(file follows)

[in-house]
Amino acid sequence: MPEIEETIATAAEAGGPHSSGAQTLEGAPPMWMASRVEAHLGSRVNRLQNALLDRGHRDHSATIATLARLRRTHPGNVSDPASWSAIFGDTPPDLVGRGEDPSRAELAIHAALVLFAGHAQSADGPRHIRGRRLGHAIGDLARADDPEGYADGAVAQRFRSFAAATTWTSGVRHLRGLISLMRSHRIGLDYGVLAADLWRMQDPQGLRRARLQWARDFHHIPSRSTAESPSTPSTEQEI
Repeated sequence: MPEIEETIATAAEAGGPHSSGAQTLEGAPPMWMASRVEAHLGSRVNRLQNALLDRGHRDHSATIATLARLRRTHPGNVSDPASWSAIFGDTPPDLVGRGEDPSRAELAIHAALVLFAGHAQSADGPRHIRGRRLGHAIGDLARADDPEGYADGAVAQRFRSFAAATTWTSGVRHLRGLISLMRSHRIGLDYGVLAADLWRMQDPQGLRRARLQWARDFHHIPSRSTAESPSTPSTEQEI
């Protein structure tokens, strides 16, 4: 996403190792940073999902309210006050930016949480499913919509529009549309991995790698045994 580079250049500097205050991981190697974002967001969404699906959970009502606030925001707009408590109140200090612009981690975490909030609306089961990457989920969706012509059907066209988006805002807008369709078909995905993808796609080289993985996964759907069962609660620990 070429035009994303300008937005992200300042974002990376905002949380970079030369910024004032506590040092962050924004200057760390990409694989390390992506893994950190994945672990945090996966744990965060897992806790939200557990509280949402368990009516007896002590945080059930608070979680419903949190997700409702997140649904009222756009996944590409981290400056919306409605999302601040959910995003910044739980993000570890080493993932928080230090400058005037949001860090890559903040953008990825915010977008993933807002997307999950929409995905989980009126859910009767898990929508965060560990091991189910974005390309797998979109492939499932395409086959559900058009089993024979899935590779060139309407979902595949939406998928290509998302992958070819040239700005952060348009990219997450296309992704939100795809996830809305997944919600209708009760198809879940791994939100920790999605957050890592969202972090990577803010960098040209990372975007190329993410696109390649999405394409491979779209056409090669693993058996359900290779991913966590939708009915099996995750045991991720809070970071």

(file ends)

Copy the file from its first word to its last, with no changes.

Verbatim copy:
[in-house]
Amino acid sequence: MPEIEETIATAAEAGGPHSSGAQTLEGAPPMWMASRVEAHLGSRVNRLQNALLDRGHRDHSATIATLARLRRTHPGNVSDPASWSAIFGDTPPDLVGRGEDPSRAELAIHAALVLFAGHAQSADGPRHIRGRRLGHAIGDLARADDPEGYADGAVAQRFRSFAAATTWTSGVRHLRGLISLMRSHRIGLDYGVLAADLWRMQDPQGLRRARLQWARDFHHIPSRSTAESPSTPSTEQEI
Repeated sequence: MPEIEETIATAAEAGGPHSSGAQTLEGAPPMWMASRVEAHLGSRVNRLQNALLDRGHRDHSATIATLARLRRTHPGNVSDPASWSAIFGDTPPDLVGRGEDPSRAELAIHAALVLFAGHAQSADGPRHIRGRRLGHAIGDLARADDPEGYADGAVAQRFRSFAAATTWTSGVRHLRGLISLMRSHRIGLDYGVLAADLWRMQDPQGLRRARLQWARDFHHIPSRSTAESPSTPSTEQEI
């Protein structure tokens, strides 16, 4: 996403190792940073999902309210006050930016949480499913919509529009549309991995790698045994 580079250049500097205050991981190697974002967001969404699906959970009502606030925001707009408590109140200090612009981690975490909030609306089961990457989920969706012509059907066209988006805002807008369709078909995905993808796609080289993985996964759907069962609660620990 070429035009994303300008937005992200300042974002990376905002949380970079030369910024004032506590040092962050924004200057760390990409694989390390992506893994950190994945672990945090996966744990965060897992806790939200557990509280949402368990009516007896002590945080059930608070979680419903949190997700409702997140649904009222756009996944590409981290400056919306409605999302601040959910995003910044739980993000570890080493993932928080230090400058005037949001860090890559903040953008990825915010977008993933807002997307999950929409995905989980009126859910009767898990929508965060560990091991189910974005390309797998979109492939499932395409086959559900058009089993024979899935590779060139309407979902595949939406998928290509998302992958070819040239700005952060348009990219997450296309992704939100795809996830809305997944919600209708009760198809879940791994939100920790999605957050890592969202972090990577803010960098040209990372975007190329993410696109390649999405394409491979779209056409090669693993058996359900290779991913966590939708009915099996995750045991991720809070970071």